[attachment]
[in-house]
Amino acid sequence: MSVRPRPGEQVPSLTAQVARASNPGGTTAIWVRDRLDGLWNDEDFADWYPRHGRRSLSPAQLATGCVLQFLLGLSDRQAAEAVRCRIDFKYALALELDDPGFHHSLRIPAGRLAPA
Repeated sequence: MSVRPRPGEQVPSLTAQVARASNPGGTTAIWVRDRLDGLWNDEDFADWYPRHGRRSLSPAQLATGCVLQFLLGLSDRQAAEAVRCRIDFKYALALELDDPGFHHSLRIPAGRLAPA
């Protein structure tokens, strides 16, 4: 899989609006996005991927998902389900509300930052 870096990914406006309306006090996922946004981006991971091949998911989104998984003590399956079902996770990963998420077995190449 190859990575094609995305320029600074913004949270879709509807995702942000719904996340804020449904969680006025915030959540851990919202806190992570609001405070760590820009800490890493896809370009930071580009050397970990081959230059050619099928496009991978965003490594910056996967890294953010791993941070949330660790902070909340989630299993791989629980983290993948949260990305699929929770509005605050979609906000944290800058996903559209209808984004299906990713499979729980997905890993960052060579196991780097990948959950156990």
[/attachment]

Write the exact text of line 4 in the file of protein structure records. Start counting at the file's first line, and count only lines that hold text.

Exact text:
């Protein structure tokens, strides 16, 4: 899989609006996005991927998902389900509300930052 870096990914406006309306006090996922946004981006991971091949998911989104998984003590399956079902996770990963998420077995190449 190859990575094609995305320029600074913004949270879709509807995702942000719904996340804020449904969680006025915030959540851990919202806190992570609001405070760590820009800490890493896809370009930071580009050397970990081959230059050619099928496009991978965003490594910056996967890294953010791993941070949330660790902070909340989630299993791989629980983290993948949260990305699929929770509005605050979609906000944290800058996903559209209808984004299906990713499979729980997905890993960052060579196991780097990948959950156990």